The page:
A provision in the bill (H.R. 4986) restores collective bargaining, appeals and other workplace rights that were taken away from workers when the Bush administration imposed its National Security Personnel System (NSPS) work rules on the Defense Department.
In December, Bush vetoed the authorization bill over an unrelated provision that allowed American terrorism victims to sue the current Iraqi government for actions by the Saddam Hussein regime. Rather than attempt a veto override, the House drafted a new bill without the offending Iraqi provisions.
Now that working families have forced the issue of the economy to the forefront of the presidential campaign, it’s time to make sure we keep the debate on real solutions that work for working people and not on “quack” remedies that will lead us down the road of economic disaster.
In a Point of View column on the AFL-CIO website, economist Lawrence Mishel says what’s missing from the debate is any meaningful discussion of how to create new jobs. Click here to read “Rx for Recession: An Economic Strategy that Works.”
Mishel, president of the nonprofit Economic Policy Institute (EPI), says the relationship between jobs and the impending recession is simple:
The recession is about paycheck economics—jobs, wages and family budgets. When most Americans don’t have the cash or the confidence to continue the spending that keeps the economy running, demand for goods dries up, businesses lay off workers, corporate bottom lines flat-line and the economy plunges into a downward spiral.
During the famous 1965 Selma, Ala., march for black voting rights, Martin Luther King Jr. said:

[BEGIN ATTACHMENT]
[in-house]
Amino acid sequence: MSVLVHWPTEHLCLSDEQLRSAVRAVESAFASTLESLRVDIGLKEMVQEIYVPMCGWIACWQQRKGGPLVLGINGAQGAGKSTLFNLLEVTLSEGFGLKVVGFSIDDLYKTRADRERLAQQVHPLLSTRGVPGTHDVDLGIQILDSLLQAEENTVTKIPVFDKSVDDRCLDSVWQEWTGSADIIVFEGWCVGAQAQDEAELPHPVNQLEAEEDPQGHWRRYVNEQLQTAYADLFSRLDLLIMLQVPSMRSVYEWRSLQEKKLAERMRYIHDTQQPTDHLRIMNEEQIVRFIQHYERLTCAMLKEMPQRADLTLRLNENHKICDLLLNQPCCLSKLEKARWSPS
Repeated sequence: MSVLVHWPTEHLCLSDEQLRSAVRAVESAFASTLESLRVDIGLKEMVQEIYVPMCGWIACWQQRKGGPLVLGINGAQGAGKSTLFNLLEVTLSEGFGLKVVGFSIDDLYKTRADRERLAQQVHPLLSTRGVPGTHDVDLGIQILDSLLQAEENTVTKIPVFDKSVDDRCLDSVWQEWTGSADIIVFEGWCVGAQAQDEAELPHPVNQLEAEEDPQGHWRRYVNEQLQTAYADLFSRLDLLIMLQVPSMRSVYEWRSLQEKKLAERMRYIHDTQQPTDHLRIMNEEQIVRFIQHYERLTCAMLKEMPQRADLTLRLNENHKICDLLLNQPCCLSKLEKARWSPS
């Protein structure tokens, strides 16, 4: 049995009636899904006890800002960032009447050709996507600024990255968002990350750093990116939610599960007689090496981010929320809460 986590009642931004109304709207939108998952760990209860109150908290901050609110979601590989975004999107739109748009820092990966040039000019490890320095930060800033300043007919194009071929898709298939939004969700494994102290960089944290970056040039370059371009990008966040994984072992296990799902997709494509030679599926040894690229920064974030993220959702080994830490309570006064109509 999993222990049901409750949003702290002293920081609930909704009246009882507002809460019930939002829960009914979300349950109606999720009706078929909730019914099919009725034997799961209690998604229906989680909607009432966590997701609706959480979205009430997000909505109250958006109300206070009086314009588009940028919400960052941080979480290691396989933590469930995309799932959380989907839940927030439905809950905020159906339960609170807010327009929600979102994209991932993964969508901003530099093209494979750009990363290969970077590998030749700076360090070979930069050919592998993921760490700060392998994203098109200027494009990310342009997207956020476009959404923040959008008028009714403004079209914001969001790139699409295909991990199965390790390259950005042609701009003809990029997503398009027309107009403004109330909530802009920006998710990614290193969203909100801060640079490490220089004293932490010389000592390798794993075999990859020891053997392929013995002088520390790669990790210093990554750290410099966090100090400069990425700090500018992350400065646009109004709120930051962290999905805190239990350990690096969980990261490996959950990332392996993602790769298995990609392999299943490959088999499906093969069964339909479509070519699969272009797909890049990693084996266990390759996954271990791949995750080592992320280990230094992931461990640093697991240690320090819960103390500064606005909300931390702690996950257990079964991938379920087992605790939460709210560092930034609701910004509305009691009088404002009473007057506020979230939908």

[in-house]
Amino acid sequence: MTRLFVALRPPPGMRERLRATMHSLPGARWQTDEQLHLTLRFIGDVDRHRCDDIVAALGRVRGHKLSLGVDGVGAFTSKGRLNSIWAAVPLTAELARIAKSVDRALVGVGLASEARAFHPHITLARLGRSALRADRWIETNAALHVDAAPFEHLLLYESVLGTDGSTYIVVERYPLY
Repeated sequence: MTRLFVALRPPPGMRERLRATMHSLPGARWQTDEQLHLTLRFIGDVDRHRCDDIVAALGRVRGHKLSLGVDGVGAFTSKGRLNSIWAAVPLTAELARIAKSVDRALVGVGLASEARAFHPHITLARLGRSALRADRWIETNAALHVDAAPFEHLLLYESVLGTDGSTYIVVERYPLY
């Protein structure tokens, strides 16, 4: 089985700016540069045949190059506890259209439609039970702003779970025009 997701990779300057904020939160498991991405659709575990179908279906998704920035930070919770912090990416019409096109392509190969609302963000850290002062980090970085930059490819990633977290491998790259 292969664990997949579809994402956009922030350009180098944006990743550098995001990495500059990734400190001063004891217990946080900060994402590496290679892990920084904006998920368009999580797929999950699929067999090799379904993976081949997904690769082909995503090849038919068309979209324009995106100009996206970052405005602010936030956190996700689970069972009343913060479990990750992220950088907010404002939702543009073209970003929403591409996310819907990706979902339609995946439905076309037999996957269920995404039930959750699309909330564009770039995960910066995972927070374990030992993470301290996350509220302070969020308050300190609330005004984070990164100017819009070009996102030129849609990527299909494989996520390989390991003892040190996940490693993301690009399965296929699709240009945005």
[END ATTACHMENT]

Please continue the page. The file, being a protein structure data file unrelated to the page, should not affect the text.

Like an idea whose time has come, not even the marching of mighty armies can halt us. We are moving to the land of freedom….Let us march on ballot boxes, march on ballot boxes until race baiters disappear from the political arena, until the [Alabama Gov. George] Wallaces of our nation tremble away in silence.
King spearheaded efforts that led to the Voting Rights Act of 1965, which removed the right of states to impose restrictions on who could vote in elections. Now, the U.S. Supreme Court seems poised to make fundamental changes that could effectively take away the hard-earned right to vote for millions of the elderly and people of color.
Union members across the country yesterday delivered a loud and clear message in more than 100 cities and towns: It’s time for Congress to step up and stop toxic trade and protect our kids from toxic toys.
Among them were more than 40 union members and community activists who braved cold rain and snow in St. Joseph, Mo., to march in front of Rep. Sam Graves (R-Mo.). They demanded he support legislation to safeguard Americans from toxic imports and hold corporations responsible for the toxic products they import into the country. Says Mike Veale, president of the Northwest Missouri Central Labor Council:
I was really excited to see so many union members come together for such an important cause. You can’t buy toys made in the United States much anymore, and the toys being imported are being proven dangerous again and again. For so many people to show up in our small community, it shows the depth of the support and commitment of people on this important issue.